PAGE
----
Ian Somerhalder Learned About Sex By Spying On His Brother — Here's What This Says About Our Sex Ed

As a sex educator, the idea of a kid “spying” on older kids to obtain largely inaccessible information isn’t all that surprising to me.

Ian Somerhalder Learned About Sex By Spying On His Brother — Here's What This Says About Our Sex Ed

Ian Somerhalder Learned About Sex By Spying On His Brother — Here's What This Says About Our Sex Ed

Ian Somerhalder Learned About Sex By Spying On His Brother — Here's What This Says About Our Sex Ed

Updated
December 10, 2019
Medically Reviewed by
4 minute read

In an interview with Andy Cohen on SiriusXM’s Radio Andy last week, Vampire Diaries star Ian Somerhalder revealed a few ethically concerning personal details about his experiences with sex and intercourse during his adolescence. In addition to telling Cohen that he had sex for the first time at the young age of 13, Somerhalder described, in detail, exactly how he learned to “lay the pipe,” so to speak:

“I had an older brother. My brother was seven years older than me, so he taught me a lot. And he was quite a Casanova...and he used to have girls in his bedroom all the time. And what I did was, I went in the bottom corner of his window and I pinched the Venetian blinds down so I had a clear view, and then when he’d have girls over, I would run outside and I would watch. And I learned a lot.”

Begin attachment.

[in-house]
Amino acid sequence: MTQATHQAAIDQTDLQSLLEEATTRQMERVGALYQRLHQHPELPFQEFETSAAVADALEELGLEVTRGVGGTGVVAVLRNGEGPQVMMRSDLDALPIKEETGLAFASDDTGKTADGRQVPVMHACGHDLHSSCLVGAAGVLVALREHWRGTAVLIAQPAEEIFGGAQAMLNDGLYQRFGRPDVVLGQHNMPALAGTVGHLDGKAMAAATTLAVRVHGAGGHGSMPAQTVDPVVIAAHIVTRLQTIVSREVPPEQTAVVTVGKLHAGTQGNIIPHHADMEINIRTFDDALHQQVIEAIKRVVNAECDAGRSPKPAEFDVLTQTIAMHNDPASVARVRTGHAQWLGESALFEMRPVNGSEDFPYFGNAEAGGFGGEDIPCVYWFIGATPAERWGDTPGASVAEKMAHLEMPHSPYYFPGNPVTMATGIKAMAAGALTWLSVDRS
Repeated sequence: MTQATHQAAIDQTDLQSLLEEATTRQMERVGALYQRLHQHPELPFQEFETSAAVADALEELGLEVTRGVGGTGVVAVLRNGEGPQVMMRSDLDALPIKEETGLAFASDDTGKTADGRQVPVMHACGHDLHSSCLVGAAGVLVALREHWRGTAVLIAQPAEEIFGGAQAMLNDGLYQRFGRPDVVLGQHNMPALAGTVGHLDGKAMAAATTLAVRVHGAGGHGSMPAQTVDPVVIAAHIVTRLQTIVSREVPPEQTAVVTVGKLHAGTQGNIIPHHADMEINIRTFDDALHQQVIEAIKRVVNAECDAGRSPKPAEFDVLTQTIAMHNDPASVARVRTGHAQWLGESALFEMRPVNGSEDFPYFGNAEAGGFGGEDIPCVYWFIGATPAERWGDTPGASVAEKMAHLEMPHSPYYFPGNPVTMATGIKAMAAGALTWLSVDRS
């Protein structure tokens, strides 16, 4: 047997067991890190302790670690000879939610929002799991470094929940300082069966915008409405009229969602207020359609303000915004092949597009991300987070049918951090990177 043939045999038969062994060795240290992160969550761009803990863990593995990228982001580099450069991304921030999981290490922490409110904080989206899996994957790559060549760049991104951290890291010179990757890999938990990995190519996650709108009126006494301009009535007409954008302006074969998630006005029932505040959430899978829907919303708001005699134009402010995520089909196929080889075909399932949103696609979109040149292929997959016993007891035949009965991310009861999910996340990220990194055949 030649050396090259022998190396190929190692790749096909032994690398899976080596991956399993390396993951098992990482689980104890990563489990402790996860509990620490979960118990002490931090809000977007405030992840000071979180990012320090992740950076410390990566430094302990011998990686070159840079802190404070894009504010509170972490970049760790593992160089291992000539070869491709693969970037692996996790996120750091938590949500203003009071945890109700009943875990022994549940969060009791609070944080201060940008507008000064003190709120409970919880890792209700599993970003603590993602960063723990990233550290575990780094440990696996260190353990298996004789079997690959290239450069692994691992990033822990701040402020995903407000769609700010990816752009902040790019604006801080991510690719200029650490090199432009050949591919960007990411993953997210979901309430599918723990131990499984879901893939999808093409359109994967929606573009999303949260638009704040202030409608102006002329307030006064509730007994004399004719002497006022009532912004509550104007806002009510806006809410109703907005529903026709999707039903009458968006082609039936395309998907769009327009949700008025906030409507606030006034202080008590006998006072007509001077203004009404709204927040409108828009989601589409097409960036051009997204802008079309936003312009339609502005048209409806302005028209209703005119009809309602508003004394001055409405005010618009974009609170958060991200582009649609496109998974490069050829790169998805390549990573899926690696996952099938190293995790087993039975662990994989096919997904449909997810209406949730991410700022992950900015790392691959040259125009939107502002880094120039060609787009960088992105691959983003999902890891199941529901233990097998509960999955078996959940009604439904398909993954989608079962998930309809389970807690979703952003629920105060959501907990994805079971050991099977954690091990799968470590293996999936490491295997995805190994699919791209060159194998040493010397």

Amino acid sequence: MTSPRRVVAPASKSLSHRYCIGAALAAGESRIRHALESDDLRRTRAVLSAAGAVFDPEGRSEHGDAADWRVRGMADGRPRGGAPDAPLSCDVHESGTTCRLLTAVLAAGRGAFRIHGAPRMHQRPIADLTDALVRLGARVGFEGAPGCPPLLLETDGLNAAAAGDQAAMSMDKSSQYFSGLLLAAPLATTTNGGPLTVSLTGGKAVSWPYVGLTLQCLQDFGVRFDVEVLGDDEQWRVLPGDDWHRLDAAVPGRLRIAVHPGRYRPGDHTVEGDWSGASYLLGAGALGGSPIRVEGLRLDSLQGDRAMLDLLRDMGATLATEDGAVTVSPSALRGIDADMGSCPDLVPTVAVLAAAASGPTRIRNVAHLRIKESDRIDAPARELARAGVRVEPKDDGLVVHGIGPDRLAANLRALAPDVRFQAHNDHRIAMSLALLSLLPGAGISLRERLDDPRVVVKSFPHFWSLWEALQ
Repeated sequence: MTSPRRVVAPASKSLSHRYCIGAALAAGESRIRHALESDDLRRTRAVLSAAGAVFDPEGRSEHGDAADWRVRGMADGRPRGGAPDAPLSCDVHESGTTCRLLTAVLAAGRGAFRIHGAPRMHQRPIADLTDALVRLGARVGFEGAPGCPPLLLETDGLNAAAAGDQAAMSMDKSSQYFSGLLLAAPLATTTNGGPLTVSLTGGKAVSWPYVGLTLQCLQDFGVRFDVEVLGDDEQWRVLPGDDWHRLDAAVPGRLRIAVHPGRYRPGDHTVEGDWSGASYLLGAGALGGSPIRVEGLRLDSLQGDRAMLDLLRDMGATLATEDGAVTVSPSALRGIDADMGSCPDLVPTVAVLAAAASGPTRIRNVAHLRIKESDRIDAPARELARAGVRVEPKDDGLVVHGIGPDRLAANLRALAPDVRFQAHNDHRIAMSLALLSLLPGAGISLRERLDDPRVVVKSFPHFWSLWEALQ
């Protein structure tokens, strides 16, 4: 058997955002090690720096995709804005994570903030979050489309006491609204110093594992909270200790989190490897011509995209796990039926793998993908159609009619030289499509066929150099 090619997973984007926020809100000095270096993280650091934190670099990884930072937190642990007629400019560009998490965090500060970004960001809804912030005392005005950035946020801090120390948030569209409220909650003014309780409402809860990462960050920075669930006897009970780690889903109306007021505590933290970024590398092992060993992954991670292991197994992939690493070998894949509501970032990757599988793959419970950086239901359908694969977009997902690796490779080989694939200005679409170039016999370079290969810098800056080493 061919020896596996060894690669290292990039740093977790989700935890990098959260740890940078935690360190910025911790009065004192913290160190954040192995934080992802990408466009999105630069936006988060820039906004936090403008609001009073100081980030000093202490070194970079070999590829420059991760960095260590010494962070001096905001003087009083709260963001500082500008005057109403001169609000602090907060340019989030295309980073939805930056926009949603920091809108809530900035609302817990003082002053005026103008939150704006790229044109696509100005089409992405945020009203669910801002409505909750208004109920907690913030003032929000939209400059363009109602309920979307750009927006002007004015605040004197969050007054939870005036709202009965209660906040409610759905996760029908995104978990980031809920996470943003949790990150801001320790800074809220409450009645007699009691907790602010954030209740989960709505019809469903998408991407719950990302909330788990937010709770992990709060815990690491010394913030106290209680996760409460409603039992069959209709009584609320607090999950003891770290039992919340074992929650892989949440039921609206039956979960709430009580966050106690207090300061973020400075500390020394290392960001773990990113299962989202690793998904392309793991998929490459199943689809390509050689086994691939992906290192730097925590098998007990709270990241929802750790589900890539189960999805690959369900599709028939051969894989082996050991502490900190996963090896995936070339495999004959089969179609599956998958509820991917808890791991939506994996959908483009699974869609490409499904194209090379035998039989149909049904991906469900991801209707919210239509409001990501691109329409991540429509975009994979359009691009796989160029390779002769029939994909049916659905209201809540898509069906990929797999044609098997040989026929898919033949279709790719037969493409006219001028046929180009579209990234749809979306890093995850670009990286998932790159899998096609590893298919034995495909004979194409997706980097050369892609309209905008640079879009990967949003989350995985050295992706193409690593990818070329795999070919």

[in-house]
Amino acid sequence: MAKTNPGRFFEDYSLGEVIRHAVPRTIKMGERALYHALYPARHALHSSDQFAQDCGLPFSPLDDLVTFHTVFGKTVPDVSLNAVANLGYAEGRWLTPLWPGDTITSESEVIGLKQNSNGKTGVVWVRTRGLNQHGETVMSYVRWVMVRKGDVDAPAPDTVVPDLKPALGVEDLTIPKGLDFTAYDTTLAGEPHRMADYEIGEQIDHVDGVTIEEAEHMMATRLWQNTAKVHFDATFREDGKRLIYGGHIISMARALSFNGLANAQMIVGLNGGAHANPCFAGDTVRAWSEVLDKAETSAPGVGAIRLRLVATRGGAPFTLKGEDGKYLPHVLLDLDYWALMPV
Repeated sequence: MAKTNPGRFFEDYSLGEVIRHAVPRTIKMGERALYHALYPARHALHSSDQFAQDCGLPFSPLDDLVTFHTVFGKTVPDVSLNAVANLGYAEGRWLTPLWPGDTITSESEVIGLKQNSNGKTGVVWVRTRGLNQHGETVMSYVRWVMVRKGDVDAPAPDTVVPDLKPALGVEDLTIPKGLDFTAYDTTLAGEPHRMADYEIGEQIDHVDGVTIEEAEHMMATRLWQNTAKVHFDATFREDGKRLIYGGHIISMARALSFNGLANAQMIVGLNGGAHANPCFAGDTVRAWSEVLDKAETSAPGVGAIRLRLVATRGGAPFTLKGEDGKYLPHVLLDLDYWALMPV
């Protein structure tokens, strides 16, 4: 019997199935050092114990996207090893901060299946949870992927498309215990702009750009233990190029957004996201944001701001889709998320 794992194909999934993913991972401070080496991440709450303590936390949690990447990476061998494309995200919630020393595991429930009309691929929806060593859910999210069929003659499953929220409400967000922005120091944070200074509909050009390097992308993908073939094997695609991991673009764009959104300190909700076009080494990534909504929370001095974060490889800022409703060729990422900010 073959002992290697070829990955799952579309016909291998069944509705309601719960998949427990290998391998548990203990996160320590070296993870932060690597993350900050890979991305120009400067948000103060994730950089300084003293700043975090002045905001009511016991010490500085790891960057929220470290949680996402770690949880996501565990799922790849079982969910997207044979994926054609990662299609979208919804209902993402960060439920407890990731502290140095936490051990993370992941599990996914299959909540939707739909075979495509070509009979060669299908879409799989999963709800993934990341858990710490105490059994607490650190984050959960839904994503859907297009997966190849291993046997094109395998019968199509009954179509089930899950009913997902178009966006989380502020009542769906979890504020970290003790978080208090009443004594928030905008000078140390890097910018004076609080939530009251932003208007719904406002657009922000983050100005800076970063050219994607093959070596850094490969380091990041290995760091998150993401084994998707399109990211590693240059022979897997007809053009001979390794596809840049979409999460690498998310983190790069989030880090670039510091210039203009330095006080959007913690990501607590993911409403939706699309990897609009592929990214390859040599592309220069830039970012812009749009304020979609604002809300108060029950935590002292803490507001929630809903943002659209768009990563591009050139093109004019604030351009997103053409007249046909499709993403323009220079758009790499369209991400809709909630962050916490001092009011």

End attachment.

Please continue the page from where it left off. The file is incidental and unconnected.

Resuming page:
Outlets reporting on the story were quick to point out that Somerhalder, although young, acted in a complete violation of the privacy of both his brother and his brother’s partner. Many of them also framed his behavior as weird and perverted. Numerous folks on Twitter also responded, writing off Somerhalder’s actions as “gross” and “totally cringy,” calling him a “peeping tom.”  While, yes, the former is absolutely true, maybe these types of comments aren’t actually helpful. 

As a sex educator myself, the idea of a kid “spying” on older kids or adults in hopes of learning potentially valuable, highly coveted information that is otherwise inaccessible to youth — aka sex education — isn’t all that surprising to me. Somerhalder definitely isn’t the first kid to attempt to learn about sex, bodies, and intercourse by observing or overhearing others.